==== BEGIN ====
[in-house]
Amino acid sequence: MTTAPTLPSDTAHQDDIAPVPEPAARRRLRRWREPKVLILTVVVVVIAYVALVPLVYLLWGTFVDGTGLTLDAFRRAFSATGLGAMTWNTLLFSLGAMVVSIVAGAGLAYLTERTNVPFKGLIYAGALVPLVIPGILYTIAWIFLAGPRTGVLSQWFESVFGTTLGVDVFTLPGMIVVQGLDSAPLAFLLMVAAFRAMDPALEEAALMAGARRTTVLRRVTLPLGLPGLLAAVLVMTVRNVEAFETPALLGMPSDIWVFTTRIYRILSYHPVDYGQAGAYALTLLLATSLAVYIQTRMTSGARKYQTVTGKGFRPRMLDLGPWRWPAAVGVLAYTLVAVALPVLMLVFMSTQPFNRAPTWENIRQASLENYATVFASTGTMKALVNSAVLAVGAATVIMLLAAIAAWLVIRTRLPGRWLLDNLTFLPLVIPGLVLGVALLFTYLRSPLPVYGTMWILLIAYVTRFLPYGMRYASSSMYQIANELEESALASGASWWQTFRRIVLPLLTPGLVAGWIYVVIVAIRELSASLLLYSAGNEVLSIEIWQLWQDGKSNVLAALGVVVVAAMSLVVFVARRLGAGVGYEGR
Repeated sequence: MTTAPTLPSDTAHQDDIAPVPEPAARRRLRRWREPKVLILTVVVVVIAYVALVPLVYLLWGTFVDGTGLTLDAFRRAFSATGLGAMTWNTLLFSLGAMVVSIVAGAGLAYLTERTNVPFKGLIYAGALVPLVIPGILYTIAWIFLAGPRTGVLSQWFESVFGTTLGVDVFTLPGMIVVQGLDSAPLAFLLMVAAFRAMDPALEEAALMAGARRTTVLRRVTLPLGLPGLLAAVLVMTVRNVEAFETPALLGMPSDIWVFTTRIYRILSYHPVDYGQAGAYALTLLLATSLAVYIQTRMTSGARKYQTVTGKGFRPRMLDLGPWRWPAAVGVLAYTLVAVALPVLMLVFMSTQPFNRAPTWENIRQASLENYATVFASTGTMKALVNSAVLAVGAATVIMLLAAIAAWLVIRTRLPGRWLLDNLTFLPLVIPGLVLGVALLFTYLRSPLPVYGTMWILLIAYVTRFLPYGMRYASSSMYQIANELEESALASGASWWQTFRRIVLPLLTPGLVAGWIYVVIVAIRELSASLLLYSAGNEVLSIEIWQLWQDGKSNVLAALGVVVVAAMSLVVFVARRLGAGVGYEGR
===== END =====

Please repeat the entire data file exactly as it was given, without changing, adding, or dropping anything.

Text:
[in-house]
Amino acid sequence: MTTAPTLPSDTAHQDDIAPVPEPAARRRLRRWREPKVLILTVVVVVIAYVALVPLVYLLWGTFVDGTGLTLDAFRRAFSATGLGAMTWNTLLFSLGAMVVSIVAGAGLAYLTERTNVPFKGLIYAGALVPLVIPGILYTIAWIFLAGPRTGVLSQWFESVFGTTLGVDVFTLPGMIVVQGLDSAPLAFLLMVAAFRAMDPALEEAALMAGARRTTVLRRVTLPLGLPGLLAAVLVMTVRNVEAFETPALLGMPSDIWVFTTRIYRILSYHPVDYGQAGAYALTLLLATSLAVYIQTRMTSGARKYQTVTGKGFRPRMLDLGPWRWPAAVGVLAYTLVAVALPVLMLVFMSTQPFNRAPTWENIRQASLENYATVFASTGTMKALVNSAVLAVGAATVIMLLAAIAAWLVIRTRLPGRWLLDNLTFLPLVIPGLVLGVALLFTYLRSPLPVYGTMWILLIAYVTRFLPYGMRYASSSMYQIANELEESALASGASWWQTFRRIVLPLLTPGLVAGWIYVVIVAIRELSASLLLYSAGNEVLSIEIWQLWQDGKSNVLAALGVVVVAAMSLVVFVARRLGAGVGYEGR
Repeated sequence: MTTAPTLPSDTAHQDDIAPVPEPAARRRLRRWREPKVLILTVVVVVIAYVALVPLVYLLWGTFVDGTGLTLDAFRRAFSATGLGAMTWNTLLFSLGAMVVSIVAGAGLAYLTERTNVPFKGLIYAGALVPLVIPGILYTIAWIFLAGPRTGVLSQWFESVFGTTLGVDVFTLPGMIVVQGLDSAPLAFLLMVAAFRAMDPALEEAALMAGARRTTVLRRVTLPLGLPGLLAAVLVMTVRNVEAFETPALLGMPSDIWVFTTRIYRILSYHPVDYGQAGAYALTLLLATSLAVYIQTRMTSGARKYQTVTGKGFRPRMLDLGPWRWPAAVGVLAYTLVAVALPVLMLVFMSTQPFNRAPTWENIRQASLENYATVFASTGTMKALVNSAVLAVGAATVIMLLAAIAAWLVIRTRLPGRWLLDNLTFLPLVIPGLVLGVALLFTYLRSPLPVYGTMWILLIAYVTRFLPYGMRYASSSMYQIANELEESALASGASWWQTFRRIVLPLLTPGLVAGWIYVVIVAIRELSASLLLYSAGNEVLSIEIWQLWQDGKSNVLAALGVVVVAAMSLVVFVARRLGAGVGYEGR